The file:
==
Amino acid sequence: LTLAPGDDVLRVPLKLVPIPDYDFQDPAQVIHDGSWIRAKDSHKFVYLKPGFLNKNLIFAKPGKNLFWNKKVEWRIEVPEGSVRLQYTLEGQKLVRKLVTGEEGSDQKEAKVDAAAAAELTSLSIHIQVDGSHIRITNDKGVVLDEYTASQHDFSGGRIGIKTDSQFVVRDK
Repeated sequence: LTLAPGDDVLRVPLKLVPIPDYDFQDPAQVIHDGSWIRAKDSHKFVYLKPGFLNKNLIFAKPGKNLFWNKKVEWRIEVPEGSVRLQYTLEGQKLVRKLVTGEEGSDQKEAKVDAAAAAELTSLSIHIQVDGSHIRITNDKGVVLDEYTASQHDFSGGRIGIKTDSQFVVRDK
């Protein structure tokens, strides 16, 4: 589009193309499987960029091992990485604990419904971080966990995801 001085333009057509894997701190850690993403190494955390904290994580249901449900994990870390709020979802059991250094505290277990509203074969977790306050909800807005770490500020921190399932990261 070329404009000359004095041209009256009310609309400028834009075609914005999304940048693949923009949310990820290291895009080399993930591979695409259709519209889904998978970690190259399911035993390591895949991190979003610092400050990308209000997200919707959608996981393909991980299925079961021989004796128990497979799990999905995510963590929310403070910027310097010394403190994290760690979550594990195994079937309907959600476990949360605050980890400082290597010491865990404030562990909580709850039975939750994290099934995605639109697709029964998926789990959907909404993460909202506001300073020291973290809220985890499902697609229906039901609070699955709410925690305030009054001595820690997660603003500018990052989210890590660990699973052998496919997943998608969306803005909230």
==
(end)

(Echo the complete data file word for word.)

Amino acid sequence: LTLAPGDDVLRVPLKLVPIPDYDFQDPAQVIHDGSWIRAKDSHKFVYLKPGFLNKNLIFAKPGKNLFWNKKVEWRIEVPEGSVRLQYTLEGQKLVRKLVTGEEGSDQKEAKVDAAAAAELTSLSIHIQVDGSHIRITNDKGVVLDEYTASQHDFSGGRIGIKTDSQFVVRDK
Repeated sequence: LTLAPGDDVLRVPLKLVPIPDYDFQDPAQVIHDGSWIRAKDSHKFVYLKPGFLNKNLIFAKPGKNLFWNKKVEWRIEVPEGSVRLQYTLEGQKLVRKLVTGEEGSDQKEAKVDAAAAAELTSLSIHIQVDGSHIRITNDKGVVLDEYTASQHDFSGGRIGIKTDSQFVVRDK
């Protein structure tokens, strides 16, 4: 589009193309499987960029091992990485604990419904971080966990995801 001085333009057509894997701190850690993403190494955390904290994580249901449900994990870390709020979802059991250094505290277990509203074969977790306050909800807005770490500020921190399932990261 070329404009000359004095041209009256009310609309400028834009075609914005999304940048693949923009949310990820290291895009080399993930591979695409259709519209889904998978970690190259399911035993390591895949991190979003610092400050990308209000997200919707959608996981393909991980299925079961021989004796128990497979799990999905995510963590929310403070910027310097010394403190994290760690979550594990195994079937309907959600476990949360605050980890400082290597010491865990404030562990909580709850039975939750994290099934995605639109697709029964998926789990959907909404993460909202506001300073020291973290809220985890499902697609229906039901609070699955709410925690305030009054001595820690997660603003500018990052989210890590660990699973052998496919997943998608969306803005909230």